Wikipedia is the greatest encyclopedia which has ever existed, because everyone can contribute to the massive knowledge corpus. Analyzing this data with computers is becoming more and more indispensable, as nobody can survey the information by hand anymore. In order to work with the data, we have to import it into MySQL and here is how it works.
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Last week, 21-23 September, it took place the European MySQL Conference, or “Data performance Conference” as this year’s subtitle was “MySQL. NoSQL. Data in the cloud.”. This year, it changed its location from London to Amsterdam and, as most people I talked to agreed, the change was for good. As every year, Percona was the company organizing it, but it had the participation of all the major players in the open source MySQL/MongoDB/Cloud data world. Special mention goes to Booking.com, which had more …[Read more]
For me, the biggest news in the last 24 hours so far has been:
- SkySQL merges with Monty Program, developers of MariaDB. This of course affects me directly and leads to a change in affiliation in a few months.
- TokuDB goes opensource. I think this is really big news. Beyond just the fact that it can now be a storage engine in the main MariaDB tree, I love the work they’re doing to extend it to be an engine for MongoDB as well.
This is a nice blog post from Asher Feldman, Site Architect, Wikipedia on how Wikipedia Adopts MariaDB. If you’re using English or German Wikipedia, or using Wikidata, you’re currently being served by MariaDB 5.5.
I think MariaDB has had a great few weeks recently and the timeline of these events are important.
- 27 November 2012 – WiredTree Adds MariaDB for Faster MySQL Database Performance (well worth reading their motivations to switch)
- 29 November 2012 – Monty Program & SkySQL release the MariaDB Client Library for C & Java
- 4 December 2012 – MariaDB Foundation is announced, see ZDNet coverage.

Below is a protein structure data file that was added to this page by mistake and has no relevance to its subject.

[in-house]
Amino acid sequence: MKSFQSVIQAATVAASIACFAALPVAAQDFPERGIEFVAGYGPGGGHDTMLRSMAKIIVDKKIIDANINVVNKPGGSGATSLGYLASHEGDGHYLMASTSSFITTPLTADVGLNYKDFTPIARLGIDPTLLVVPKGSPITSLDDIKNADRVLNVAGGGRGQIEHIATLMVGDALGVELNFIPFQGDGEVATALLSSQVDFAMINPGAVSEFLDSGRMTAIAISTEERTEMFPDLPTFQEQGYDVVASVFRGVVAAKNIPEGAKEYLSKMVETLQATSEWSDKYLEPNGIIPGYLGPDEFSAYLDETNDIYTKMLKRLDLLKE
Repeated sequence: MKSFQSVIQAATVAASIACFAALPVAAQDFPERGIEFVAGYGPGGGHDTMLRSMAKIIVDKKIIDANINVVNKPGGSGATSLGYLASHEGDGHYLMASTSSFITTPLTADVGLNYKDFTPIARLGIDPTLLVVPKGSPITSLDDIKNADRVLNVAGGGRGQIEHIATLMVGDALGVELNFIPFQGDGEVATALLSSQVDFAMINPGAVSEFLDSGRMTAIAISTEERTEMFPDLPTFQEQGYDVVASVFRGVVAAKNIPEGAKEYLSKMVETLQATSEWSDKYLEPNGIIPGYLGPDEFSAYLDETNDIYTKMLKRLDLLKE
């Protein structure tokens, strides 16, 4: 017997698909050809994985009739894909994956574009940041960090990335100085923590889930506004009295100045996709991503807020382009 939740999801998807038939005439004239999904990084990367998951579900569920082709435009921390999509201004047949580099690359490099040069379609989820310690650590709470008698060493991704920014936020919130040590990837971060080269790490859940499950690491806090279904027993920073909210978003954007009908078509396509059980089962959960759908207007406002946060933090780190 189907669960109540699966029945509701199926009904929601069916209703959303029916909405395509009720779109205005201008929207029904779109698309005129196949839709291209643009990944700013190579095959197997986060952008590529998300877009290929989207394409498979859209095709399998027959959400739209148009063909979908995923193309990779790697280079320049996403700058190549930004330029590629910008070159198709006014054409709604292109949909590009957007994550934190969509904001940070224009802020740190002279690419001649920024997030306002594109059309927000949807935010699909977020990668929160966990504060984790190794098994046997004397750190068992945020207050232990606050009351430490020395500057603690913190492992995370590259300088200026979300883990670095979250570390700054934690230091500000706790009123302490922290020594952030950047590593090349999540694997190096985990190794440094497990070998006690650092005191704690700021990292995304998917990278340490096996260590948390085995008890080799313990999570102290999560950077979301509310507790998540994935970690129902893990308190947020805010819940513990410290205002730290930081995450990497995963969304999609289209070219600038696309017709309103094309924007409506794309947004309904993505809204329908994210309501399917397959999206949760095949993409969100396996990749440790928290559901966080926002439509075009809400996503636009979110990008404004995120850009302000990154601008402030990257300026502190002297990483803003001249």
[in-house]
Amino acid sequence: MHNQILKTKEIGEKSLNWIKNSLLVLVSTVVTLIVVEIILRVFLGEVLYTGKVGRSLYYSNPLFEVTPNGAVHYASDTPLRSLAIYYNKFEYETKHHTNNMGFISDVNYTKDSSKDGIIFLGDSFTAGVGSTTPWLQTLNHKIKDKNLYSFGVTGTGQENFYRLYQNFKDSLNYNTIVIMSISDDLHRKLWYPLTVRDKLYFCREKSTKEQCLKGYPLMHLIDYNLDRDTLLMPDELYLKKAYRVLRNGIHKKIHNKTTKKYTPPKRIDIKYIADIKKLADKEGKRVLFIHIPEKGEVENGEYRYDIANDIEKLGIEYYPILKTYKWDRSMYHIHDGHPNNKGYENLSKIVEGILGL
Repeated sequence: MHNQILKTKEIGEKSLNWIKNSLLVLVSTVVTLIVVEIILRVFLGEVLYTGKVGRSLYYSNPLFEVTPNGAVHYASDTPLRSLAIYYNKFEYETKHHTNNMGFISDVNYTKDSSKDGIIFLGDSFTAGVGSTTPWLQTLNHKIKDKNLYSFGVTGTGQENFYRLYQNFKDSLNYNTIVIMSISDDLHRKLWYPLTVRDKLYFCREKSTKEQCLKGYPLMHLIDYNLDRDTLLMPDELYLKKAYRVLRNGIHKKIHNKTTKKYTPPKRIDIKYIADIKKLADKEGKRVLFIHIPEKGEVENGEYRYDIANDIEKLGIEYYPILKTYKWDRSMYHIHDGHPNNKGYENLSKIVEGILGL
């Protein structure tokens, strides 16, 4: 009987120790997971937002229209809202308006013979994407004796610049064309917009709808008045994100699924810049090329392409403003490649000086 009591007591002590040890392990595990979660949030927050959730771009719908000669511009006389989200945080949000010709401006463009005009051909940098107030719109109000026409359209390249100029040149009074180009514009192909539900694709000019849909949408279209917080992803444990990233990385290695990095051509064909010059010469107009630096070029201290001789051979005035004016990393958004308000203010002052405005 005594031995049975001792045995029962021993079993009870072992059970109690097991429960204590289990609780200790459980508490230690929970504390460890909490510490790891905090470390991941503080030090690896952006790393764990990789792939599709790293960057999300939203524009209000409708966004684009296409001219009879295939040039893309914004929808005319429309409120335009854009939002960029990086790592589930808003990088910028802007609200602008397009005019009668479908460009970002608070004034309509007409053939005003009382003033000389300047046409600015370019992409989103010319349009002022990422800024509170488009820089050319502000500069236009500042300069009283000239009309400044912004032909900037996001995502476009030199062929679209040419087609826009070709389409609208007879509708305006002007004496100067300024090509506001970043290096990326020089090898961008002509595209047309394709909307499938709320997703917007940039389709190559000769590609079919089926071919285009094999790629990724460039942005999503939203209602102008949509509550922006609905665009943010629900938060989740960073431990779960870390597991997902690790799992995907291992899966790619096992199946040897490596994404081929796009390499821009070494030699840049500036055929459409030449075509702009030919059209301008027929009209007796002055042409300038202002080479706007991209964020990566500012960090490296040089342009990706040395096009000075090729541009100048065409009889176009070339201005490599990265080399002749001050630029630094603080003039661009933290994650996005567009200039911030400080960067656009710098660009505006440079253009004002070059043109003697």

- mid-December 2012 – Wikimedia Foundation starts migrating …
The Maatkit article on Wikipedia was removed some time ago, after being deemed not notable. I believe this is no longer the case. It’s hard to find a credible book published on MySQL in the last few years that doesn’t mention Maatkit, there’s quite a bit of blogging about it from MySQL experts and prominent community members, and the toolkit is certainly in wide use — it’s important enough that notable companies are supporting its development. It’s available through every major Unix-like operating system’s package repository. On Debian, it’s actually part of the mysql-client package, so if you install MySQL, you automatically get Maatkit too. I believe it’s probably the second most important set of MySQL command-line tools; the most …[Read more]
There has been a significant increase in interest in the Memcached, the open source distributed memory object-caching system, in recent months, as a number of vendors look to exploit its popularity in Web 2.0 and social networking environments.
Like Hadoop, which has become the focus of a number of commercial plays, it would appear that the time is right for commercialization of Memcached. But what is it, here did it come from, and what are the chances for vendors to rake in serious cash? Here are the details.
What is it?
Pronounced mem-cash-dee, Memcached was originally created by Danga Interactive (the developer of LiveJournal, which was acquired by Six Apart in 2005) to speed up the performance of dynamic Web applications by alleviating database load. Memcached has become an industry standard for improving the performance of dynamic websites.
The code is available from the …[Read more]
“When I was a child, my mother lectured me on the evils of
‘gossip.’ She held a feather pillow and said, ‘If I tear this
open, the feathers will fly to the four winds, and I could never
get them back in the pillow. That’s how it is when you spread
mean things about people.’ For me, that pillow is a metaphor for
Wikipedia.” — John Seigenthaler Sr.
So the future pulled up in her shiny big metaphor and we got in. In the beginning, our road trip made sense, all well-ordered highways and wholesome roadside attractions. Somewhere along the way, we hit bat country and the …[Read more]
Some recent news of interest:
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